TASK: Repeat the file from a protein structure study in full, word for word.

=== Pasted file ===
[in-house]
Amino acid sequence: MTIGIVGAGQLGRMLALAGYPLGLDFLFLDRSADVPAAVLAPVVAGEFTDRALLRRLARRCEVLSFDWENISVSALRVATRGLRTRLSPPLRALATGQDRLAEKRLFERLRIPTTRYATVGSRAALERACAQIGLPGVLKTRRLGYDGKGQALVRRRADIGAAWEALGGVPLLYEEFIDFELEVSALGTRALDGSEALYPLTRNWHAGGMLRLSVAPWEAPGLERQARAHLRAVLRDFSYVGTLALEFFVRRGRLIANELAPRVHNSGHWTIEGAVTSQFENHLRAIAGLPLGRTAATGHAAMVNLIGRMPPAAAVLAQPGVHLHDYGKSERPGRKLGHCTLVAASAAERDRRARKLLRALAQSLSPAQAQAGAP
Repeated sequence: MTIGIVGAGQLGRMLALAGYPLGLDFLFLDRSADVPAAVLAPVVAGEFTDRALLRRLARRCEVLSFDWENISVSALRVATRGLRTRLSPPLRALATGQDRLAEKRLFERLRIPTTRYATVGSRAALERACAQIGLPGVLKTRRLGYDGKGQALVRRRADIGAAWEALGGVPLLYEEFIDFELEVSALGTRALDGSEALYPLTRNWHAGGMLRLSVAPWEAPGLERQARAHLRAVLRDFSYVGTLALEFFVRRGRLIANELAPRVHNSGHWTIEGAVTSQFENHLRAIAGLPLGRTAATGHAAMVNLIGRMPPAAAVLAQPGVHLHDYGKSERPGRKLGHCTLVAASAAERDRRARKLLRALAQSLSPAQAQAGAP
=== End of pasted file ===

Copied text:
[in-house]
Amino acid sequence: MTIGIVGAGQLGRMLALAGYPLGLDFLFLDRSADVPAAVLAPVVAGEFTDRALLRRLARRCEVLSFDWENISVSALRVATRGLRTRLSPPLRALATGQDRLAEKRLFERLRIPTTRYATVGSRAALERACAQIGLPGVLKTRRLGYDGKGQALVRRRADIGAAWEALGGVPLLYEEFIDFELEVSALGTRALDGSEALYPLTRNWHAGGMLRLSVAPWEAPGLERQARAHLRAVLRDFSYVGTLALEFFVRRGRLIANELAPRVHNSGHWTIEGAVTSQFENHLRAIAGLPLGRTAATGHAAMVNLIGRMPPAAAVLAQPGVHLHDYGKSERPGRKLGHCTLVAASAAERDRRARKLLRALAQSLSPAQAQAGAP
Repeated sequence: MTIGIVGAGQLGRMLALAGYPLGLDFLFLDRSADVPAAVLAPVVAGEFTDRALLRRLARRCEVLSFDWENISVSALRVATRGLRTRLSPPLRALATGQDRLAEKRLFERLRIPTTRYATVGSRAALERACAQIGLPGVLKTRRLGYDGKGQALVRRRADIGAAWEALGGVPLLYEEFIDFELEVSALGTRALDGSEALYPLTRNWHAGGMLRLSVAPWEAPGLERQARAHLRAVLRDFSYVGTLALEFFVRRGRLIANELAPRVHNSGHWTIEGAVTSQFENHLRAIAGLPLGRTAATGHAAMVNLIGRMPPAAAVLAQPGVHLHDYGKSERPGRKLGHCTLVAASAAERDRRARKLLRALAQSLSPAQAQAGAP